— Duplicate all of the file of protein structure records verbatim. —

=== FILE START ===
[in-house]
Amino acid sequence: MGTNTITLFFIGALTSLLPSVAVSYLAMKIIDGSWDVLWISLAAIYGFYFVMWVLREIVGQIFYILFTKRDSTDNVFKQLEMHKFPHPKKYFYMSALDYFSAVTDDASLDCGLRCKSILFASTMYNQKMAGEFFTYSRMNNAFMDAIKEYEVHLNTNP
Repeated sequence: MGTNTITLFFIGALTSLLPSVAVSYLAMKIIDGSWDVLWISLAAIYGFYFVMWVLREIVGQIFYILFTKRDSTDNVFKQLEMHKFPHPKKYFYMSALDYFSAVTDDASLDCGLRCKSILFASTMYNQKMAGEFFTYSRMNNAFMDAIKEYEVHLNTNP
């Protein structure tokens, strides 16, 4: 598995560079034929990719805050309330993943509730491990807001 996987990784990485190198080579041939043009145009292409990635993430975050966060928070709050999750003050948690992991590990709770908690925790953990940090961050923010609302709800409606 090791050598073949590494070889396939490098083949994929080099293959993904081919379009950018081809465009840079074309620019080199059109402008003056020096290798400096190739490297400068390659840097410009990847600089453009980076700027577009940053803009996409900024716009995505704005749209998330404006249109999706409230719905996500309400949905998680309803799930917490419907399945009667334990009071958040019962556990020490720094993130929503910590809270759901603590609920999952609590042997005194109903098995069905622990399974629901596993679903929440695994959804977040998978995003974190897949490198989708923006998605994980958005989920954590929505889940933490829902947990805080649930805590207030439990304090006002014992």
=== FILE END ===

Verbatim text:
[in-house]
Amino acid sequence: MGTNTITLFFIGALTSLLPSVAVSYLAMKIIDGSWDVLWISLAAIYGFYFVMWVLREIVGQIFYILFTKRDSTDNVFKQLEMHKFPHPKKYFYMSALDYFSAVTDDASLDCGLRCKSILFASTMYNQKMAGEFFTYSRMNNAFMDAIKEYEVHLNTNP
Repeated sequence: MGTNTITLFFIGALTSLLPSVAVSYLAMKIIDGSWDVLWISLAAIYGFYFVMWVLREIVGQIFYILFTKRDSTDNVFKQLEMHKFPHPKKYFYMSALDYFSAVTDDASLDCGLRCKSILFASTMYNQKMAGEFFTYSRMNNAFMDAIKEYEVHLNTNP
């Protein structure tokens, strides 16, 4: 598995560079034929990719805050309330993943509730491990807001 996987990784990485190198080579041939043009145009292409990635993430975050966060928070709050999750003050948690992991590990709770908690925790953990940090961050923010609302709800409606 090791050598073949590494070889396939490098083949994929080099293959993904081919379009950018081809465009840079074309620019080199059109402008003056020096290798400096190739490297400068390659840097410009990847600089453009980076700027577009940053803009996409900024716009995505704005749209998330404006249109999706409230719905996500309400949905998680309803799930917490419907399945009667334990009071958040019962556990020490720094993130929503910590809270759901603590609920999952609590042997005194109903098995069905622990399974629901596993679903929440695994959804977040998978995003974190897949490198989708923006998605994980958005989920954590929505889940933490829902947990805080649930805590207030439990304090006002014992």